From supportive parents dressed in the lucky color red to sporting legends offering their well wishes, the nationwide college entrance exam got underway on Wednesday with a record number of participants taking the test.
Such is the importance of the entrance exam, or gaokao, in shaping the futures and careers of candidates that family, friends, teachers and fellow students lined the entrances of some examination venues to urge the participants on.
In Jinan, Shandong province, a male senior high student surnamed Li wore a qipao — a traditional Chinese dress considered auspicious — to cheer on his peers. Li, who has already been recommended for admission to Sun Yat-sen University in Guangdong province, didn't need to take the entrance exam this year.
He said the qipao was his mother's, and she had intended to wear it for his gaokao. Li said while he felt a "little bit shy" wearing the dress he wanted to pass on his well wishes and good luck to his classmates.
Many tertiary institutions across China, including Tsinghua University and Renmin University of China, also sent their well wishes and greetings to the candidates via Sina Weibo.
The fame of the gaokao, considered one of the toughest college entrance exams in world, also drew the attention of English soccer great David Beckham. He posted a video on social media recently, saying that he knows the gaokao is very important for every Chinese student, and urged all the participants success with a cry of "Come on!" in Chinese.
The examination this year is the first since China optimized its COVID-19 response measures. A record 12.91 million examinees have signed up to participate in the gaokao this year, a year-on-year increase of 980,000, according to the Ministry of Education. It will last between two and four days, depending on the location.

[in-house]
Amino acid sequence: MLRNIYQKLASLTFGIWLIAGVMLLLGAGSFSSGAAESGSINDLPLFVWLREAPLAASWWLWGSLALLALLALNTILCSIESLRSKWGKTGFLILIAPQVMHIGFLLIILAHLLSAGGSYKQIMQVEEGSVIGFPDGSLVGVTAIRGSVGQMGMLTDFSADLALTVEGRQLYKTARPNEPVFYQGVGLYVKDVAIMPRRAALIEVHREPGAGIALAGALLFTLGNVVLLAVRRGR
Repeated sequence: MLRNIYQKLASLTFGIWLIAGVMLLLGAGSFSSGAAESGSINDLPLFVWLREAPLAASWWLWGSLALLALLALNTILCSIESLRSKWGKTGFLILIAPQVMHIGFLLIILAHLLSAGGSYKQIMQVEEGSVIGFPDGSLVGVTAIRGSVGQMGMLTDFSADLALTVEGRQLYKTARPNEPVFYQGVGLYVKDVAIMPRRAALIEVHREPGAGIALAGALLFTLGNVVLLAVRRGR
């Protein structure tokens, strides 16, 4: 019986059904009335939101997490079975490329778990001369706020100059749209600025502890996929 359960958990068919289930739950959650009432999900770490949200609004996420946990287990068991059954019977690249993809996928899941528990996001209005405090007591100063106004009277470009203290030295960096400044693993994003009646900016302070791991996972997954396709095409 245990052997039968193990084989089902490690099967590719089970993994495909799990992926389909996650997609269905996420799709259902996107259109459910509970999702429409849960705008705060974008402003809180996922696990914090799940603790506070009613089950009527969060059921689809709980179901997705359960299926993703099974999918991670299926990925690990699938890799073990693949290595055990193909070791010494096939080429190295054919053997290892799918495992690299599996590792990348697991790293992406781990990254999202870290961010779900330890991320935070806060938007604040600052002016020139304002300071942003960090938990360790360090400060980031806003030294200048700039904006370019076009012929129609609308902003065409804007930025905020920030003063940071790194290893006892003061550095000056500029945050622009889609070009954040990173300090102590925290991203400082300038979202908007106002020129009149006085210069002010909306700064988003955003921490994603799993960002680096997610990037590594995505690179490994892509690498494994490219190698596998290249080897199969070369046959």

However, just as anxious as the students about the life-altering exam were their parents, many of whom accompanied their children to the test venues dressed in the color red for good luck.
"We arrived at the test site around 7:30 am," said a mother in her 40s at an exam venue in Beijing.
"I feel more anxious and worried than my daughter herself. But I don't want to put more pressure on her."
She said her daughter wanted to be an art student and she had counseled her that "mastering a skill will be beneficial to her future employment".
Yan Zegang and his wife, both from Changsha, Hunan province, accompanied their daughter to the test venue and waited for her to finish the exam. "We prepared a red shirt and a qipao a month before the examination, hoping they will bring good luck to my little girl," Yan said.
The 47-year-old said the gaokao is quite important for every student in China and can pave the way for their futures.
"But I don't want my child to be too nervous about the test," he said. "I told her this morning to take the examination as a life adventure, and whatever the result may be she is always the best of our family."
Local authorities across the country implemented tailored policies this year allowing for the gaokao to proceed safely and securely after the optimization of COVID-19 measures.
For example, Shandong requires candidates to monitor their health for three days before the start of the exam. Those who test positive can take the test in a separate room.
In Beijing, some 6,600 police officers will be on duty every day during the exam to guarantee the security of 58,000 participants in the capital.
The Beijing Public Security Bureau said that it has opened 5,800 temporary parking lots for parents who drive their children to the exams. In addition, 546 construction sites near test centers have been told not to make noise during the exams. Before the exam started, the Ministry of Education asked local authorities to improve their services and supervision of transportation, accommodation and noise control to ensure the smooth running of the gaokao.
Local authorities are also required to offer services to candidates with difficulties or disabilities and be prepared for any emergencies such as extreme weather or natural disasters.
Meanwhile, education authorities have warned of serious penalties for cheating during this year's exam, with close attention paid to illicit use of electronic devices such as smartphones.